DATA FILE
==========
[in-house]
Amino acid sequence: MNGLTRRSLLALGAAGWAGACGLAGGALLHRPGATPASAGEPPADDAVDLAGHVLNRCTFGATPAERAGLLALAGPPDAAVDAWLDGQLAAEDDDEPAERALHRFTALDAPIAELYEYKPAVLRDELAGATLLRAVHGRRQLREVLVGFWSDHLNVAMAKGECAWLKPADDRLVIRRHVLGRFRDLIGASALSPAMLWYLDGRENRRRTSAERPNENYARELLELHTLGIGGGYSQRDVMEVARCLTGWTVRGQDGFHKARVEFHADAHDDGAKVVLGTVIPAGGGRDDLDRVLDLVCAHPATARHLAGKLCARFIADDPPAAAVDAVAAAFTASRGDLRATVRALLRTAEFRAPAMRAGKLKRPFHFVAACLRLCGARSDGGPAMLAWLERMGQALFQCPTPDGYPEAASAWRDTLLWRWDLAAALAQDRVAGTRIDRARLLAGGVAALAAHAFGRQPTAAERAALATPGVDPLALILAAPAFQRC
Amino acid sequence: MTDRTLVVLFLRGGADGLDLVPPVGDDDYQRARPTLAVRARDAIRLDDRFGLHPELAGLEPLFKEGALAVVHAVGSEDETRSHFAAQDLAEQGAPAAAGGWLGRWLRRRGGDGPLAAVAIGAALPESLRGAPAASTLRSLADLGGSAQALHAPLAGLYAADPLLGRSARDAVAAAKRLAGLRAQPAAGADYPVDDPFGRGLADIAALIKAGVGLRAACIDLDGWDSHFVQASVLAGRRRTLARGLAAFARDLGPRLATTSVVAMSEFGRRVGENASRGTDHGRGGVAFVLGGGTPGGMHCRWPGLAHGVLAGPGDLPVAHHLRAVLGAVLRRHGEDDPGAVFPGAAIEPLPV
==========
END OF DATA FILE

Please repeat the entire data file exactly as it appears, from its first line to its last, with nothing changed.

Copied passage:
[in-house]
Amino acid sequence: MNGLTRRSLLALGAAGWAGACGLAGGALLHRPGATPASAGEPPADDAVDLAGHVLNRCTFGATPAERAGLLALAGPPDAAVDAWLDGQLAAEDDDEPAERALHRFTALDAPIAELYEYKPAVLRDELAGATLLRAVHGRRQLREVLVGFWSDHLNVAMAKGECAWLKPADDRLVIRRHVLGRFRDLIGASALSPAMLWYLDGRENRRRTSAERPNENYARELLELHTLGIGGGYSQRDVMEVARCLTGWTVRGQDGFHKARVEFHADAHDDGAKVVLGTVIPAGGGRDDLDRVLDLVCAHPATARHLAGKLCARFIADDPPAAAVDAVAAAFTASRGDLRATVRALLRTAEFRAPAMRAGKLKRPFHFVAACLRLCGARSDGGPAMLAWLERMGQALFQCPTPDGYPEAASAWRDTLLWRWDLAAALAQDRVAGTRIDRARLLAGGVAALAAHAFGRQPTAAERAALATPGVDPLALILAAPAFQRC
Amino acid sequence: MTDRTLVVLFLRGGADGLDLVPPVGDDDYQRARPTLAVRARDAIRLDDRFGLHPELAGLEPLFKEGALAVVHAVGSEDETRSHFAAQDLAEQGAPAAAGGWLGRWLRRRGGDGPLAAVAIGAALPESLRGAPAASTLRSLADLGGSAQALHAPLAGLYAADPLLGRSARDAVAAAKRLAGLRAQPAAGADYPVDDPFGRGLADIAALIKAGVGLRAACIDLDGWDSHFVQASVLAGRRRTLARGLAAFARDLGPRLATTSVVAMSEFGRRVGENASRGTDHGRGGVAFVLGGGTPGGMHCRWPGLAHGVLAGPGDLPVAHHLRAVLGAVLRRHGEDDPGAVFPGAAIEPLPV